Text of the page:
Immuno-suppressant medication

I understand that trials are forthcoming via some UK hospitals, which will explore the feasibility of post-liver transplant patients being able to live without any immuno-suppressant medication at all.

My understanding is that trial participants will be/are drawn from cohorts already susceptible to conditions the probability of whose incidence is increased by current meds (eg, high blood pressure).

Are there any researchers or clinicians out there who can shed more light on this work?

31 Replies

  • I have discussed this with my consultant - I am 4 years post transplant - and have been advised that Leeds will not be inviting people to take part in trials because of the risks associated with possibilities of rejection. I will be interested in reading of others' experiences if they are involved.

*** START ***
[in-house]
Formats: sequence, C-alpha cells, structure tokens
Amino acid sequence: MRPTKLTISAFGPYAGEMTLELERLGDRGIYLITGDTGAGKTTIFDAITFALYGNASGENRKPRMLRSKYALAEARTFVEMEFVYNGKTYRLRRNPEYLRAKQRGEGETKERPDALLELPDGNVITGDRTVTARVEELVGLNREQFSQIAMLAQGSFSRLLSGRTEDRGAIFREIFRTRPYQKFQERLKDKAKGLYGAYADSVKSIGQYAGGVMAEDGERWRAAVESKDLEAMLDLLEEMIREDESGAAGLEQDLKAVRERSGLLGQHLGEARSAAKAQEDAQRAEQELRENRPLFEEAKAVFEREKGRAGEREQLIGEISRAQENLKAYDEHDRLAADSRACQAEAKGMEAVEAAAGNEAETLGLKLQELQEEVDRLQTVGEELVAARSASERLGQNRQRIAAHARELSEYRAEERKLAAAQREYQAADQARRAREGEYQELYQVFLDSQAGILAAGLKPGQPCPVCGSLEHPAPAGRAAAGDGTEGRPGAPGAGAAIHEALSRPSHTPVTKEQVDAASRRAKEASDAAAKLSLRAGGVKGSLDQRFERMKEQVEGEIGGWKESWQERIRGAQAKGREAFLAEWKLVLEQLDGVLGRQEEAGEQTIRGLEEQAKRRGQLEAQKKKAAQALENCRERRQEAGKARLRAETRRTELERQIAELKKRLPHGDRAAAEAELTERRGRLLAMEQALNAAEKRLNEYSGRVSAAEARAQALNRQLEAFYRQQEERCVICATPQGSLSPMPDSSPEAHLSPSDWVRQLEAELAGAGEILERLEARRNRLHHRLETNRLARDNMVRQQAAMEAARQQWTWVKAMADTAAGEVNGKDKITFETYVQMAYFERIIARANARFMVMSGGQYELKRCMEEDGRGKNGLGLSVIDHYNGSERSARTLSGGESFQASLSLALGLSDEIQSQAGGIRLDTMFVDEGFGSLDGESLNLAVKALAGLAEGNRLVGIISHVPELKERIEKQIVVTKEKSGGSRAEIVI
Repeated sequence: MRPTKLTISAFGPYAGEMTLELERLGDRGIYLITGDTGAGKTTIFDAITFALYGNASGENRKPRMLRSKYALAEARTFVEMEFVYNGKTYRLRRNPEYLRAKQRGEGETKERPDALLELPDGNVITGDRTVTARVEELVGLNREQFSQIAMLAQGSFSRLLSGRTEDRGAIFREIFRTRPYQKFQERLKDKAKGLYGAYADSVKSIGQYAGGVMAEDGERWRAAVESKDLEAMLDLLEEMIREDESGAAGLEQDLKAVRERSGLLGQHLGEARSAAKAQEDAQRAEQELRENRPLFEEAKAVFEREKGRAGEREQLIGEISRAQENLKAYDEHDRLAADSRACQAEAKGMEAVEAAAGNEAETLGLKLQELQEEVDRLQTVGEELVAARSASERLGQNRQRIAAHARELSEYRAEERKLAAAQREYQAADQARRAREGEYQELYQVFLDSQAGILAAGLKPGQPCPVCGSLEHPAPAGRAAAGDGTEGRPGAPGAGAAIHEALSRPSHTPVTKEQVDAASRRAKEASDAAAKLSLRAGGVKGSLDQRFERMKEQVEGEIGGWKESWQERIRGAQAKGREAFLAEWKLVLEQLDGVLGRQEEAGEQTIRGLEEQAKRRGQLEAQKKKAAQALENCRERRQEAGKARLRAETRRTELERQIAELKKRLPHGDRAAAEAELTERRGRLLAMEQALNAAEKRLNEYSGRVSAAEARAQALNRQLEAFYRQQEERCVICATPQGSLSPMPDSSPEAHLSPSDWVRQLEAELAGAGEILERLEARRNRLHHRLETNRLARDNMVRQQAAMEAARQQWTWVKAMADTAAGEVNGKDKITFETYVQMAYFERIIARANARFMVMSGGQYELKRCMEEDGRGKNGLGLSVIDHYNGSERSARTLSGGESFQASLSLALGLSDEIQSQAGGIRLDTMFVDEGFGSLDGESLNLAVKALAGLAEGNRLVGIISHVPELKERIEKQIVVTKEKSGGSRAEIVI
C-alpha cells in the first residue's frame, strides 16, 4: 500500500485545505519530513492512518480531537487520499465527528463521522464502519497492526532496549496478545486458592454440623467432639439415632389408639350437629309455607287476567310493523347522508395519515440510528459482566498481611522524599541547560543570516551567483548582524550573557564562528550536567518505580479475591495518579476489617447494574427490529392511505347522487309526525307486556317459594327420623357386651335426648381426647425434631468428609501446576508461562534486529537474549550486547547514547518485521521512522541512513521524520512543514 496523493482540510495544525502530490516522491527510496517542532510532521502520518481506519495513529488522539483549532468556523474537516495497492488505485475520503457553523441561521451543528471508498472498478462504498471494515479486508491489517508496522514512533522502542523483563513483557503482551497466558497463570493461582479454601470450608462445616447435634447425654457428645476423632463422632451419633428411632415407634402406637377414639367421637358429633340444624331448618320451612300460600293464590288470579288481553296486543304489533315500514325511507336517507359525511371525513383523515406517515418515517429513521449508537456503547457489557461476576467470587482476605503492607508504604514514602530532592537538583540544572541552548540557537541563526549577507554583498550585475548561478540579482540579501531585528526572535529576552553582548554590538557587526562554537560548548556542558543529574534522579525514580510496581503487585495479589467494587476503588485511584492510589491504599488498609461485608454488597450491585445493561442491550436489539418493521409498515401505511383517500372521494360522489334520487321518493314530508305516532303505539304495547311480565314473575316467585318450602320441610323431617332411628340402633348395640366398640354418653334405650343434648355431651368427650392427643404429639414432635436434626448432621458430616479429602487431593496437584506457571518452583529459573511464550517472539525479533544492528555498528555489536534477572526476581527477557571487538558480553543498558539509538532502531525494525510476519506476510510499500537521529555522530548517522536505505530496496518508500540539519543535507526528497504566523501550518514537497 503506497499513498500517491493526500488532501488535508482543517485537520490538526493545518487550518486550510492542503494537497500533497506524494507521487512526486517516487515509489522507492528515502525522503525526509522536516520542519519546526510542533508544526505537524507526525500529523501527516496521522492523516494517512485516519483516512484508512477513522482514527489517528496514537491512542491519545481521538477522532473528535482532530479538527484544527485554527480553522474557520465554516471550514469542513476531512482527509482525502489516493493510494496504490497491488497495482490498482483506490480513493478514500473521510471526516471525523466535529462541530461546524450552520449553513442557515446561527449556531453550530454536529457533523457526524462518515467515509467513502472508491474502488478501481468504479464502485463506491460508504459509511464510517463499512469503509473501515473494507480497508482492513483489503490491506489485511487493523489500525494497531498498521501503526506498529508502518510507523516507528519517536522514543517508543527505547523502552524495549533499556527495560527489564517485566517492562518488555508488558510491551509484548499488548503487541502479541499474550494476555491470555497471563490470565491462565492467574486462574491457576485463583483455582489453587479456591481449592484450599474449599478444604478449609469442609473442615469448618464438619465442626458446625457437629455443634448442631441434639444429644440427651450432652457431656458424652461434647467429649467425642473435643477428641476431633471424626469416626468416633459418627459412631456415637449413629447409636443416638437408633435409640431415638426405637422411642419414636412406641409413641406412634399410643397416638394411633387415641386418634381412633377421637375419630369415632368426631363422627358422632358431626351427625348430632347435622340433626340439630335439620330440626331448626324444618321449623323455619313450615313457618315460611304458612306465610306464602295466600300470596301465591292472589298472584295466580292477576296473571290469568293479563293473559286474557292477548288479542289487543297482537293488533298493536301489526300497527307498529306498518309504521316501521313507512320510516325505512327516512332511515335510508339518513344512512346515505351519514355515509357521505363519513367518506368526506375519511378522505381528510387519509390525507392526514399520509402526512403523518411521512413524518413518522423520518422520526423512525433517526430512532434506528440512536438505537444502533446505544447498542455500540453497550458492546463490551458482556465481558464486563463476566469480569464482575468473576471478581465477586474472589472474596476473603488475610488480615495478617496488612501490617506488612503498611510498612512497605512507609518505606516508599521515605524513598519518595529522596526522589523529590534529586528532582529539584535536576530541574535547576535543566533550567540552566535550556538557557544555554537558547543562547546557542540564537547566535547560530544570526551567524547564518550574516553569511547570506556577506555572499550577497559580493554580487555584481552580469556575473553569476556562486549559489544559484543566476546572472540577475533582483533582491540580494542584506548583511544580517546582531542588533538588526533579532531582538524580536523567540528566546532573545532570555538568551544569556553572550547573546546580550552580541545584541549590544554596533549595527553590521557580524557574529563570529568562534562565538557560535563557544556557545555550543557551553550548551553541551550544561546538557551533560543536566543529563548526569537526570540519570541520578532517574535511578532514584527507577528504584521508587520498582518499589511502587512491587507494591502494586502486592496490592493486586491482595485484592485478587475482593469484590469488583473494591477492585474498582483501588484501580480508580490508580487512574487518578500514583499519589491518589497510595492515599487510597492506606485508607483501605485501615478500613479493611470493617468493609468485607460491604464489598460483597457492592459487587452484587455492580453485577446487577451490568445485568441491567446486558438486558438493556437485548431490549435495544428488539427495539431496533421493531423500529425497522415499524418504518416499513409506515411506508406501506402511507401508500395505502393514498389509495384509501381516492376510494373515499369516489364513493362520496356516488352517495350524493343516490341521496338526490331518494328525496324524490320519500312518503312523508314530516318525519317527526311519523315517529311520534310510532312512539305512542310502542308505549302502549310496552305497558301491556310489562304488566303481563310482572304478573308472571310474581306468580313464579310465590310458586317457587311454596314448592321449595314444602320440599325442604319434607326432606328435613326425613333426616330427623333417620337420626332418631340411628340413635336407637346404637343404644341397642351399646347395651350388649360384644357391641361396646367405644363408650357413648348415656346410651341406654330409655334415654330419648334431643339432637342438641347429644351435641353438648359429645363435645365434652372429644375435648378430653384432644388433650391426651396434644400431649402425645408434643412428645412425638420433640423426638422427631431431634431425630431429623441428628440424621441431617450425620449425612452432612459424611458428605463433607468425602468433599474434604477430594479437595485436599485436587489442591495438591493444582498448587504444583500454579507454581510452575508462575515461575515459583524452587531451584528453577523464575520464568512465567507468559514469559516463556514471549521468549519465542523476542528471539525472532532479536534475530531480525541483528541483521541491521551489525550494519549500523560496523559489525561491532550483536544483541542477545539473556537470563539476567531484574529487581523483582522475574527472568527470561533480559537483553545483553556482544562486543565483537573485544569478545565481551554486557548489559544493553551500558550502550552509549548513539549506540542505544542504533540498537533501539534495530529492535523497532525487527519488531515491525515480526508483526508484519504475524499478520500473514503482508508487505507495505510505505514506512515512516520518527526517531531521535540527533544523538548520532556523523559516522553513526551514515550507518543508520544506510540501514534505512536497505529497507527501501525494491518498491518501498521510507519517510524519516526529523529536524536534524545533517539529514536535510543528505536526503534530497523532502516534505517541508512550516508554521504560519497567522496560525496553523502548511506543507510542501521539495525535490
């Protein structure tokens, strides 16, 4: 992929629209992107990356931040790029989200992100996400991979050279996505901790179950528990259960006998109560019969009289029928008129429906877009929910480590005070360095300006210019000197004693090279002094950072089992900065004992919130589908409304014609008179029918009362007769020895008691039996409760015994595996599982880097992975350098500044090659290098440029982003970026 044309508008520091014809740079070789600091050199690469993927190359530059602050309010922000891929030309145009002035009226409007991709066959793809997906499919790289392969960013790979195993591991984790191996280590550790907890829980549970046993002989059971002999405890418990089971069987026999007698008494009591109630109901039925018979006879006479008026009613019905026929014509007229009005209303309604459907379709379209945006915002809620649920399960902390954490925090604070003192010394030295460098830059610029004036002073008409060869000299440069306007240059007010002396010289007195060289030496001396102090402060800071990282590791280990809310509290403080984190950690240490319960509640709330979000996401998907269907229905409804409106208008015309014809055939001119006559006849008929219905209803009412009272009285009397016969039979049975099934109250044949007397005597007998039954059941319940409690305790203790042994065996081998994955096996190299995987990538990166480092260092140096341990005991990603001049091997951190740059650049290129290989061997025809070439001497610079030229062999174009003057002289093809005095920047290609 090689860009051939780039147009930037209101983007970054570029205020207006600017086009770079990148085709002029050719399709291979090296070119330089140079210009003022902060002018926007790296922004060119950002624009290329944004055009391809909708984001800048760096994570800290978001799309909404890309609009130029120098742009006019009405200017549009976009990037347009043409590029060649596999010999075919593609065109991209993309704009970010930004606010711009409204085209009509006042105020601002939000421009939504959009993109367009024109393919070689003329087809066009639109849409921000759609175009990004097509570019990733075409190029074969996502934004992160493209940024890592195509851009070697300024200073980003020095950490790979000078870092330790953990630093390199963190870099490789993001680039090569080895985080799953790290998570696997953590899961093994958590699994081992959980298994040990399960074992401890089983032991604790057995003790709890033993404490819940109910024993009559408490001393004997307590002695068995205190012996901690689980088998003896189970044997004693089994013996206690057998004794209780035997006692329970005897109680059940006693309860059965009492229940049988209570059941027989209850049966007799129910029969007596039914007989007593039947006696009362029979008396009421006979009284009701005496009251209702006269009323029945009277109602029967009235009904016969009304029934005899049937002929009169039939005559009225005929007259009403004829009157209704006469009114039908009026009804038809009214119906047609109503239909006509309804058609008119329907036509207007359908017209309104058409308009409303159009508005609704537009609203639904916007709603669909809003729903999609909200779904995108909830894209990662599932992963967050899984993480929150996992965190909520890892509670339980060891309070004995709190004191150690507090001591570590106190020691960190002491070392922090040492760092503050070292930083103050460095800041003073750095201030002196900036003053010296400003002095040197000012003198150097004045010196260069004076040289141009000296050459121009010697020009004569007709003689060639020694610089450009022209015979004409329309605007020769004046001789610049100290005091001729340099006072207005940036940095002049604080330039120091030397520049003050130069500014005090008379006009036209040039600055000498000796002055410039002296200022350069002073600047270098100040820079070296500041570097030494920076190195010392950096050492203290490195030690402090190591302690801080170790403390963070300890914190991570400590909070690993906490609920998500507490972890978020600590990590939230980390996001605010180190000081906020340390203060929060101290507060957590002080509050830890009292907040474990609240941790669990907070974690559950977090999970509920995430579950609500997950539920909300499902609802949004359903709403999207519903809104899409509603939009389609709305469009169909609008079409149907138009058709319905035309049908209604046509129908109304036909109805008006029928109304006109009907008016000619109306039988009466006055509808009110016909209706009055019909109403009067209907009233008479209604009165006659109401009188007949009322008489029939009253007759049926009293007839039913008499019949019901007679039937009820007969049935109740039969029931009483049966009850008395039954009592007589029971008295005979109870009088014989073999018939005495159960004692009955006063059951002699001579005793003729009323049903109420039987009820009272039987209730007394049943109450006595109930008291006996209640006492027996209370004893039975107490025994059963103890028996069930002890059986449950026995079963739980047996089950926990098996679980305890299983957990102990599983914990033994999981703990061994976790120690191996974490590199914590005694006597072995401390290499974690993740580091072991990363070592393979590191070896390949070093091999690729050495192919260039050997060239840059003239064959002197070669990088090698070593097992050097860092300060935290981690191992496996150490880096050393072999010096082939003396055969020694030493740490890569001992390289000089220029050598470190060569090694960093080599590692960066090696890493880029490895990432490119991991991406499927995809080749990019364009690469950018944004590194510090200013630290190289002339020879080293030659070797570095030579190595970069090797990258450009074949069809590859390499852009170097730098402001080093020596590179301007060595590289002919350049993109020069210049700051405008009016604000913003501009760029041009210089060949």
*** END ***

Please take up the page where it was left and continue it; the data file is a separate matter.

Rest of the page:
• Hi I am under the care of Kings and have been asked if I would be willing to take part to date I have only had the information but not had a formal interview they were supposed to be telephoning me but have not had a call yet There are 148 patients spread over 3 countries and you are not automatically accepted it depends on how the medical goes ( I am 5 years post transplant) i will keep you informed on what I decide

    Also it's involves all transplants heart liver etc 💉💉

  • Thanks for this, poolebh123, it was KCH I heard about the trial through.

  • Hi,

    We might not be talking about the same trial as this does not involve other organs, unless they are involved in similar but different trials as this research is anti rejection which would benefit all transplantees.